John Garrison (Superior Industries): Tax reform is going to be great for people to take that money and reinvest in equipment. As an industry it’s very impressive that we’ve recovered to the point we have without any support from the federal government.
For everybody that went to Washington [last September], I left there shaking my head because everybody says, ‘Yes, this is the right to do.’ But everybody says there is no way that’s it’s going to get done. So as far as optimism for something to get passed, even if it does get passed it’s not going to be enough.

Unfortunately, I think it’s going to take another bridge collapse or some horrific event to bring enough attention to it. Everybody in our industry needs to educate people on this view because I know in Michigan we have some of the worst roads I’ve ever driven on. It’s impressive to go somewhere like South America and see that their roads are better than ours. It’s actually a little depressing.

Alexander: I think we’re going to see more of the public-private partnerships out of necessity. There are a lot of people who don’t like to pay tolls, but that’s had limited success in the country so far. I think you’re going to see more of it as the states recognize they’re not going to get the support from the federal government that they need. So they’re going to be forced to look at other methods.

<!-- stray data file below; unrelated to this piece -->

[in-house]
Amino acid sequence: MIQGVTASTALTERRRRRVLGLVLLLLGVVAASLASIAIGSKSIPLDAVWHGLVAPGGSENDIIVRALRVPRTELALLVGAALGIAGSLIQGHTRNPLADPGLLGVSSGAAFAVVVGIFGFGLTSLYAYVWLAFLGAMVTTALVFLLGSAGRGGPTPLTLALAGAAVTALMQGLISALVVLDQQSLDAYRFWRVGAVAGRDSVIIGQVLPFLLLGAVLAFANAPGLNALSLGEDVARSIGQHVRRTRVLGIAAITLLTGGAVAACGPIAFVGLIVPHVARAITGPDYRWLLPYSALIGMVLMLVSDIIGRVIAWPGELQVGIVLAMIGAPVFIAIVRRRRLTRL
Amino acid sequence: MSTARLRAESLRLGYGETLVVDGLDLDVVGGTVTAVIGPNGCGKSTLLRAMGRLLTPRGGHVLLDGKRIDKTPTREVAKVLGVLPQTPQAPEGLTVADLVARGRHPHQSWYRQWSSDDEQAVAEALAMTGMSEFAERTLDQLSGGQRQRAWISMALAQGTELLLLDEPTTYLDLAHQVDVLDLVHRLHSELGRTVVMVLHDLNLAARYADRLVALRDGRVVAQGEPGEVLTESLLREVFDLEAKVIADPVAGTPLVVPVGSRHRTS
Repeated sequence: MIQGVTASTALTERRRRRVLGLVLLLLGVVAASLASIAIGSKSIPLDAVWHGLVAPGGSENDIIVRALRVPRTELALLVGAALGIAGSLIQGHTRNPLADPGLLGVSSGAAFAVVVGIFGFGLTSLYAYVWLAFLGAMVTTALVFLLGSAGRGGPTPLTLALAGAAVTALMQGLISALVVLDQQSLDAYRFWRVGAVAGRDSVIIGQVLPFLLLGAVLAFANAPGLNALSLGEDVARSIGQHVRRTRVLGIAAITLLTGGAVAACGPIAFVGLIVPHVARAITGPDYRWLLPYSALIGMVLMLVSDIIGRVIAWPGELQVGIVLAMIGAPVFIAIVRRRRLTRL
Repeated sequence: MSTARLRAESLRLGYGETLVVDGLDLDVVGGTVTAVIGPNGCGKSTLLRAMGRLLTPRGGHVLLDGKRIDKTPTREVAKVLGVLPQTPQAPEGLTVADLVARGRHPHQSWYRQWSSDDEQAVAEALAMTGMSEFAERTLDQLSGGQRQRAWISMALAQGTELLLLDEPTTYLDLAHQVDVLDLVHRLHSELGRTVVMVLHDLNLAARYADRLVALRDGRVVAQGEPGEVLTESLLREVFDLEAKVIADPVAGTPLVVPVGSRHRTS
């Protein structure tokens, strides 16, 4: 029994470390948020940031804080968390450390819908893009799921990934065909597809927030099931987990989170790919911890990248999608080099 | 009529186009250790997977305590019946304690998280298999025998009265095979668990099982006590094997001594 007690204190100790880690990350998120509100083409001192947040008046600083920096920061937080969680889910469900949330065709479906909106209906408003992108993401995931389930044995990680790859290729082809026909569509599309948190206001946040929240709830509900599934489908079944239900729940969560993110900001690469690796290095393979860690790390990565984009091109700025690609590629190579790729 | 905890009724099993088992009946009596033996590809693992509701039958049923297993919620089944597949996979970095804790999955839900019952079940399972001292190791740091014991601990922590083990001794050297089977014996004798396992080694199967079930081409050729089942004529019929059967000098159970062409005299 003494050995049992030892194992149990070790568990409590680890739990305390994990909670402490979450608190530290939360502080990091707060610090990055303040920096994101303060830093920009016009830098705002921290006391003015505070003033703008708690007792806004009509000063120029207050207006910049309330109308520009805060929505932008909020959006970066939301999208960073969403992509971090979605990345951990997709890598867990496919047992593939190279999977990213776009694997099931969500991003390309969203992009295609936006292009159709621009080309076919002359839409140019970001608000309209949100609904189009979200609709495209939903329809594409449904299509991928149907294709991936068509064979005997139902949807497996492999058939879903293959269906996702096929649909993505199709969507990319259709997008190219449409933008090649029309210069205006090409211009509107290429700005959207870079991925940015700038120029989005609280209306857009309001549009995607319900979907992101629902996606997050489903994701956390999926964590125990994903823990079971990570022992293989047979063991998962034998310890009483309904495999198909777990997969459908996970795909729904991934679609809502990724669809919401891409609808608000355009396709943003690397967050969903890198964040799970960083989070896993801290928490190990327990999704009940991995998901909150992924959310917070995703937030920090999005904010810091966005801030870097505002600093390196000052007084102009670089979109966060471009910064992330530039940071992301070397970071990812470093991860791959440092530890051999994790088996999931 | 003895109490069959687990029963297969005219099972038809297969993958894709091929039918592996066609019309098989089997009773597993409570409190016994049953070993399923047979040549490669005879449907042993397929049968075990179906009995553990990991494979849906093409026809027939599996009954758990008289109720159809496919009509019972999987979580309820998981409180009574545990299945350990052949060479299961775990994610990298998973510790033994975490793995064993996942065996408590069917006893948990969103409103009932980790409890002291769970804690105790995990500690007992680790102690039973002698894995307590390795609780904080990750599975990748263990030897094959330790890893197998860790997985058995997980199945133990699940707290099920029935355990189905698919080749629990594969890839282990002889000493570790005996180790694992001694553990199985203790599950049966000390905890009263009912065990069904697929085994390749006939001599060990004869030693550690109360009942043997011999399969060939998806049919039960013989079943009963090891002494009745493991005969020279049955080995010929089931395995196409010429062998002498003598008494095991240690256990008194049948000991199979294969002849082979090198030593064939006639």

Mike Johnson (NSSGA): When we look at an additional $1.5 trillion in debt that we incurred to do this tax bill, that is money that we don’t have to go to infrastructure investment. So as an industry, again, partnering with the Chamber [of Commerce] and partnering with the truckers, we’re going to have to continue to push members of Congress to make a revenue vote to find the money they need to do infrastructure investment.

I think it’s possible this year, but it’s going to take a real concerted effort on the part of the business community – not just those of us who make construction materials or who build things with those materials, but the people who use the infrastructure are really going to have to step up their attitude to members of Congress to get them to take a vote that none of them want to make. It’s also going to take leadership out of the White House.